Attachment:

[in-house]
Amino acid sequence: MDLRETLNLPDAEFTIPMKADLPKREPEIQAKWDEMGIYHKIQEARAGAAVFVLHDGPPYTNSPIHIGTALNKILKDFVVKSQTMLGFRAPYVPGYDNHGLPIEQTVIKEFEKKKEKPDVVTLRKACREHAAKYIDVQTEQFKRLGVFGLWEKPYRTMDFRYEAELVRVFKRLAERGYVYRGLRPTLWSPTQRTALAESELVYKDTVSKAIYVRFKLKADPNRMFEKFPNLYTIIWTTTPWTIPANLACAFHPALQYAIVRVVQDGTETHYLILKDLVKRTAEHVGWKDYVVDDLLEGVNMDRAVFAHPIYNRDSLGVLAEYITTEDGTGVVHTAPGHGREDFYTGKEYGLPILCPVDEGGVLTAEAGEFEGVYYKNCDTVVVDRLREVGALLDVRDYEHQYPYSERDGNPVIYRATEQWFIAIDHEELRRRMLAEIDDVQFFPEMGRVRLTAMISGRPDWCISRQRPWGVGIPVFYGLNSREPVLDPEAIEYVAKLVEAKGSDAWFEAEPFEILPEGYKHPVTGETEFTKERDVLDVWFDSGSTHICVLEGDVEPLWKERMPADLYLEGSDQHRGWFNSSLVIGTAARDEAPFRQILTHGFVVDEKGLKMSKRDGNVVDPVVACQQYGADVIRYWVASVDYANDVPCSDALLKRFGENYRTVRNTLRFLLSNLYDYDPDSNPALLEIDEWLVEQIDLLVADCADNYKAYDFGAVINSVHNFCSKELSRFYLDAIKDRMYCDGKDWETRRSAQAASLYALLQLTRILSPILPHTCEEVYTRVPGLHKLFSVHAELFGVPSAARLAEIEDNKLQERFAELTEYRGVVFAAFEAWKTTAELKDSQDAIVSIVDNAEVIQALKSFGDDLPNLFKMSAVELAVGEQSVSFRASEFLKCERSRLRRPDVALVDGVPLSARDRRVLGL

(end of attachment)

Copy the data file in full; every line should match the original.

[in-house]
Amino acid sequence: MDLRETLNLPDAEFTIPMKADLPKREPEIQAKWDEMGIYHKIQEARAGAAVFVLHDGPPYTNSPIHIGTALNKILKDFVVKSQTMLGFRAPYVPGYDNHGLPIEQTVIKEFEKKKEKPDVVTLRKACREHAAKYIDVQTEQFKRLGVFGLWEKPYRTMDFRYEAELVRVFKRLAERGYVYRGLRPTLWSPTQRTALAESELVYKDTVSKAIYVRFKLKADPNRMFEKFPNLYTIIWTTTPWTIPANLACAFHPALQYAIVRVVQDGTETHYLILKDLVKRTAEHVGWKDYVVDDLLEGVNMDRAVFAHPIYNRDSLGVLAEYITTEDGTGVVHTAPGHGREDFYTGKEYGLPILCPVDEGGVLTAEAGEFEGVYYKNCDTVVVDRLREVGALLDVRDYEHQYPYSERDGNPVIYRATEQWFIAIDHEELRRRMLAEIDDVQFFPEMGRVRLTAMISGRPDWCISRQRPWGVGIPVFYGLNSREPVLDPEAIEYVAKLVEAKGSDAWFEAEPFEILPEGYKHPVTGETEFTKERDVLDVWFDSGSTHICVLEGDVEPLWKERMPADLYLEGSDQHRGWFNSSLVIGTAARDEAPFRQILTHGFVVDEKGLKMSKRDGNVVDPVVACQQYGADVIRYWVASVDYANDVPCSDALLKRFGENYRTVRNTLRFLLSNLYDYDPDSNPALLEIDEWLVEQIDLLVADCADNYKAYDFGAVINSVHNFCSKELSRFYLDAIKDRMYCDGKDWETRRSAQAASLYALLQLTRILSPILPHTCEEVYTRVPGLHKLFSVHAELFGVPSAARLAEIEDNKLQERFAELTEYRGVVFAAFEAWKTTAELKDSQDAIVSIVDNAEVIQALKSFGDDLPNLFKMSAVELAVGEQSVSFRASEFLKCERSRLRRPDVALVDGVPLSARDRRVLGL